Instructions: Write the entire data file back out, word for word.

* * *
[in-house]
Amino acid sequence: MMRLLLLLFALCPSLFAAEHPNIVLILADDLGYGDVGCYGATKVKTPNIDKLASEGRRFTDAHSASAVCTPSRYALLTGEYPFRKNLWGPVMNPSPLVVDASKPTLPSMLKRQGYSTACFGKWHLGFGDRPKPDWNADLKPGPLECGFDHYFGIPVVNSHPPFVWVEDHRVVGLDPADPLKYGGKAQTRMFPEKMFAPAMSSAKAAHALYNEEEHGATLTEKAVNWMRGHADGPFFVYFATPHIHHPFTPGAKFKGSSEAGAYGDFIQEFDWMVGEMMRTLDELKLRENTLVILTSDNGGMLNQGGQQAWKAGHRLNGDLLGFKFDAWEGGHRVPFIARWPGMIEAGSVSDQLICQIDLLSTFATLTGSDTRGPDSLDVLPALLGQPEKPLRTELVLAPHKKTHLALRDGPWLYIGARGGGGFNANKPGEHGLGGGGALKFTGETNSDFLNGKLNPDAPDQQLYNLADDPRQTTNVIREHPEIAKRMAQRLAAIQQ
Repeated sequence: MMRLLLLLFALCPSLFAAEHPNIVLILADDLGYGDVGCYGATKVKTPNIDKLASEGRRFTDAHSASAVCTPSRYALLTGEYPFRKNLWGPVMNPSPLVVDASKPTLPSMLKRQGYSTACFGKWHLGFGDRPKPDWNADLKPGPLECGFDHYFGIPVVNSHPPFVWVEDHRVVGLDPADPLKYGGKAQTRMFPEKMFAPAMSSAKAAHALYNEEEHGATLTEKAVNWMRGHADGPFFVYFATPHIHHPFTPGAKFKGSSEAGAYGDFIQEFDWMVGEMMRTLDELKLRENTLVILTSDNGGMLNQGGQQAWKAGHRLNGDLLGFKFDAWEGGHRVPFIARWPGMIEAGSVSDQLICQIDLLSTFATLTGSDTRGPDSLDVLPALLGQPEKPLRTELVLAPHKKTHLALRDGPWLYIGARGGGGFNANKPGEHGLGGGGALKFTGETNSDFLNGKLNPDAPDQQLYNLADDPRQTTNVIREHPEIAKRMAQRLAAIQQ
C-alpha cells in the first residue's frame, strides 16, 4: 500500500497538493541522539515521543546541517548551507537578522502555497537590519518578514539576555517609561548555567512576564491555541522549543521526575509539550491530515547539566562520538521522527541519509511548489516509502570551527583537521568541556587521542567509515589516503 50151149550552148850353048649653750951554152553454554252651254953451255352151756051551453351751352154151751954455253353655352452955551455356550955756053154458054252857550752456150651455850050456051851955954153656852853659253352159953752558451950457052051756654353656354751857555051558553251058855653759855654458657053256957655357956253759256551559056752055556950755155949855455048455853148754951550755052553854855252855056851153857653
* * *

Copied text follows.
[in-house]
Amino acid sequence: MMRLLLLLFALCPSLFAAEHPNIVLILADDLGYGDVGCYGATKVKTPNIDKLASEGRRFTDAHSASAVCTPSRYALLTGEYPFRKNLWGPVMNPSPLVVDASKPTLPSMLKRQGYSTACFGKWHLGFGDRPKPDWNADLKPGPLECGFDHYFGIPVVNSHPPFVWVEDHRVVGLDPADPLKYGGKAQTRMFPEKMFAPAMSSAKAAHALYNEEEHGATLTEKAVNWMRGHADGPFFVYFATPHIHHPFTPGAKFKGSSEAGAYGDFIQEFDWMVGEMMRTLDELKLRENTLVILTSDNGGMLNQGGQQAWKAGHRLNGDLLGFKFDAWEGGHRVPFIARWPGMIEAGSVSDQLICQIDLLSTFATLTGSDTRGPDSLDVLPALLGQPEKPLRTELVLAPHKKTHLALRDGPWLYIGARGGGGFNANKPGEHGLGGGGALKFTGETNSDFLNGKLNPDAPDQQLYNLADDPRQTTNVIREHPEIAKRMAQRLAAIQQ
Repeated sequence: MMRLLLLLFALCPSLFAAEHPNIVLILADDLGYGDVGCYGATKVKTPNIDKLASEGRRFTDAHSASAVCTPSRYALLTGEYPFRKNLWGPVMNPSPLVVDASKPTLPSMLKRQGYSTACFGKWHLGFGDRPKPDWNADLKPGPLECGFDHYFGIPVVNSHPPFVWVEDHRVVGLDPADPLKYGGKAQTRMFPEKMFAPAMSSAKAAHALYNEEEHGATLTEKAVNWMRGHADGPFFVYFATPHIHHPFTPGAKFKGSSEAGAYGDFIQEFDWMVGEMMRTLDELKLRENTLVILTSDNGGMLNQGGQQAWKAGHRLNGDLLGFKFDAWEGGHRVPFIARWPGMIEAGSVSDQLICQIDLLSTFATLTGSDTRGPDSLDVLPALLGQPEKPLRTELVLAPHKKTHLALRDGPWLYIGARGGGGFNANKPGEHGLGGGGALKFTGETNSDFLNGKLNPDAPDQQLYNLADDPRQTTNVIREHPEIAKRMAQRLAAIQQ
C-alpha cells in the first residue's frame, strides 16, 4: 500500500497538493541522539515521543546541517548551507537578522502555497537590519518578514539576555517609561548555567512576564491555541522549543521526575509539550491530515547539566562520538521522527541519509511548489516509502570551527583537521568541556587521542567509515589516503 50151149550552148850353048649653750951554152553454554252651254953451255352151756051551453351751352154151751954455253353655352452955551455356550955756053154458054252857550752456150651455850050456051851955954153656852853659253352159953752558451950457052051756654353656354751857555051558553251058855653759855654458657053256957655357956253759256551559056752055556950755155949855455048455853148754951550755052553854855252855056851153857653